About Lung Cancer

Lung cancer (both small cell and non-small cell) is the second most common cancer in both men and women (not counting skin cancer). In men, prostate cancer is more common, while in women breast cancer is more common. About 13% of all new cancers are lung cancers.

For 2019, the American Cancer Society estimates that 228,150 new cases of lung cancer (116,440 in men and 111,710 in women) are expected to be diagnosed and 142,670 deaths from lung cancer (76,650 in men and 66,020 in women) are expected to occur. Lung cancer is by far the leading cause of cancer death among both men and women. Each year, more people die of lung cancer than of colon, breast, and prostate cancers combined.

Lung cancer mainly occurs in older people. Most people diagnosed with lung cancer are 65 or older, while a very small number of people diagnosed younger than 45. The average age at the time of diagnosis is about 70. The real tragedy is that many of these cancer cases and cancer deaths occur needlessly, as they could be prevented, or diagnosed at an earlier stage, if more people took advantage of lung cancer screening using low-dose (LDCT).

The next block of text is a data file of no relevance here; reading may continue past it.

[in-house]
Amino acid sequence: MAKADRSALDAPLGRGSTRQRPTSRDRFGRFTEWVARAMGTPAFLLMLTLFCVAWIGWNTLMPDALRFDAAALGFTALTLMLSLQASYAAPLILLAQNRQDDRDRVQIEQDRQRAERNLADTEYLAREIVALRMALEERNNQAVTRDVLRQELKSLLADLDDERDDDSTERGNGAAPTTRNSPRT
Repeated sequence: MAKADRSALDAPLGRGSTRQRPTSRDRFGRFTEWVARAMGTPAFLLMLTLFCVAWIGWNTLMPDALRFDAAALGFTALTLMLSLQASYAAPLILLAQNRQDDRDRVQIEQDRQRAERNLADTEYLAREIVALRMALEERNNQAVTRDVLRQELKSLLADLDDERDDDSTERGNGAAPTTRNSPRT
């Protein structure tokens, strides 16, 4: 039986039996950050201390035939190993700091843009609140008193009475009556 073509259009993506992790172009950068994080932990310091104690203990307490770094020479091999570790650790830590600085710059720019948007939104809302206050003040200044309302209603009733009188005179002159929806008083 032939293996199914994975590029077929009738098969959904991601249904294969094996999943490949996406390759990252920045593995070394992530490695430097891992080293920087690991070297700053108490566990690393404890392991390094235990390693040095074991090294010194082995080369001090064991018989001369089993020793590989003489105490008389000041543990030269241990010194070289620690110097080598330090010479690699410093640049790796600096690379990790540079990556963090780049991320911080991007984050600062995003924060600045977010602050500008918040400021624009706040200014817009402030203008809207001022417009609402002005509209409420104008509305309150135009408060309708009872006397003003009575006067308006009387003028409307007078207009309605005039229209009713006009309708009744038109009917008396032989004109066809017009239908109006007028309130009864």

For more information about the burden of lung cancer, please access the following websites:

The American Cancer Society’s (ACS) Cancer Facts and Figures is an annual publication of the most current cancer statistics for the U.S. and states.

The ACS’ Cancer Statistics Center website gives the user an opportunity to explore, interact with, and share cancer statistics.

The National Cancer Institute’s (NCI) Surveillance, Epidemiology, and End Results (SEER) Program provides information on cancer statistics.

NCI’s Interactive Tools, Maps, and Graphs.